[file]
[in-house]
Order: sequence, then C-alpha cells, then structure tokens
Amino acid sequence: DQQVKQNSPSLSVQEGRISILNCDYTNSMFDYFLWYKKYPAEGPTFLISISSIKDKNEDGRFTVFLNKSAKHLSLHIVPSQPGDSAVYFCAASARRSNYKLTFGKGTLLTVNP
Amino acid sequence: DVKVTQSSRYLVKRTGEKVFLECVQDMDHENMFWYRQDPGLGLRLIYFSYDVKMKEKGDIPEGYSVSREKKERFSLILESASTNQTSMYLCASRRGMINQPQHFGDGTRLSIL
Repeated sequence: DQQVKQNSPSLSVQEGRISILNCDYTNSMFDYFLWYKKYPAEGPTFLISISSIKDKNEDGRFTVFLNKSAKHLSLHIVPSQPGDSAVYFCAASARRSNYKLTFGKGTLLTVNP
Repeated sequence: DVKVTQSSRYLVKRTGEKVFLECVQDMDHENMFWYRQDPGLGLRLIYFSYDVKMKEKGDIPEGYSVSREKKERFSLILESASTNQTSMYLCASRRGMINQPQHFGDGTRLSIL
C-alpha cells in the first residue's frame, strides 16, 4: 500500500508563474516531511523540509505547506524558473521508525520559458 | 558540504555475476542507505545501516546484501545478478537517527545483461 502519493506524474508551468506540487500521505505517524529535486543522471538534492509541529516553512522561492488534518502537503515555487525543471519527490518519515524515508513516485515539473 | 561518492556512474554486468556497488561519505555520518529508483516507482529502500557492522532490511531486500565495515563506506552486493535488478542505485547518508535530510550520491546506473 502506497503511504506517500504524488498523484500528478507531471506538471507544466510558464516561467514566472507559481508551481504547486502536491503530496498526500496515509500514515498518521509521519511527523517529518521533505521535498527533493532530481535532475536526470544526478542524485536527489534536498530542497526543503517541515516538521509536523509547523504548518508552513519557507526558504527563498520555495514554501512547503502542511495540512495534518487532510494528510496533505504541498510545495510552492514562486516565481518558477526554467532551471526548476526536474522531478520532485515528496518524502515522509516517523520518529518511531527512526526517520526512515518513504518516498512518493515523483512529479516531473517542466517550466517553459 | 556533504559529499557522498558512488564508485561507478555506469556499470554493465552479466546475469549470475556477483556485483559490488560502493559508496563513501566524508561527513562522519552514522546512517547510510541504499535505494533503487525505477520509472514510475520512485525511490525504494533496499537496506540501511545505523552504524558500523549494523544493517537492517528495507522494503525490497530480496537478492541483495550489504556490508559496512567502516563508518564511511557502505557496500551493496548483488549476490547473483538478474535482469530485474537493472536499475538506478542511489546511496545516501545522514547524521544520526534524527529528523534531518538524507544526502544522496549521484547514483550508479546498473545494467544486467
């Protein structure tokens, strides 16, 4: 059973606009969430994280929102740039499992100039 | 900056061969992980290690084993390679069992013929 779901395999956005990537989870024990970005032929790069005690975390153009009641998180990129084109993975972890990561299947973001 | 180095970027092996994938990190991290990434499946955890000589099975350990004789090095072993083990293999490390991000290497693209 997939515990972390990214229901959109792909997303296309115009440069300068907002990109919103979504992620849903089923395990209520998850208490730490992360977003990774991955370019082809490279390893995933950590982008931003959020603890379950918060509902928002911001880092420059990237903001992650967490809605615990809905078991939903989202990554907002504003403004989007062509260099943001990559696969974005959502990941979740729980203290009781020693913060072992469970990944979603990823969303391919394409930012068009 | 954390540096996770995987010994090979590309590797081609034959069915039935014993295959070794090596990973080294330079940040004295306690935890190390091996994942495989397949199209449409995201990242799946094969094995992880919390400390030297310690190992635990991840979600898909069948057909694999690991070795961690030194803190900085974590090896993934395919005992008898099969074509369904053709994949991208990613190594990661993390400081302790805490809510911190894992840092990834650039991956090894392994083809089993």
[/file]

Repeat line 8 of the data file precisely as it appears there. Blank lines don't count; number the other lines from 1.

């Protein structure tokens, strides 16, 4: 059973606009969430994280929102740039499992100039 | 900056061969992980290690084993390679069992013929 779901395999956005990537989870024990970005032929790069005690975390153009009641998180990129084109993975972890990561299947973001 | 180095970027092996994938990190991290990434499946955890000589099975350990004789090095072993083990293999490390991000290497693209 997939515990972390990214229901959109792909997303296309115009440069300068907002990109919103979504992620849903089923395990209520998850208490730490992360977003990774991955370019082809490279390893995933950590982008931003959020603890379950918060509902928002911001880092420059990237903001992650967490809605615990809905078991939903989202990554907002504003403004989007062509260099943001990559696969974005959502990941979740729980203290009781020693913060072992469970990944979603990823969303391919394409930012068009 | 954390540096996770995987010994090979590309590797081609034959069915039935014993295959070794090596990973080294330079940040004295306690935890190390091996994942495989397949199209449409995201990242799946094969094995992880919390400390030297310690190992635990991840979600898909069948057909694999690991070795961690030194803190900085974590090896993934395919005992008898099969074509369904053709994949991208990613190594990661993390400081302790805490809510911190894992840092990834650039991956090894392994083809089993």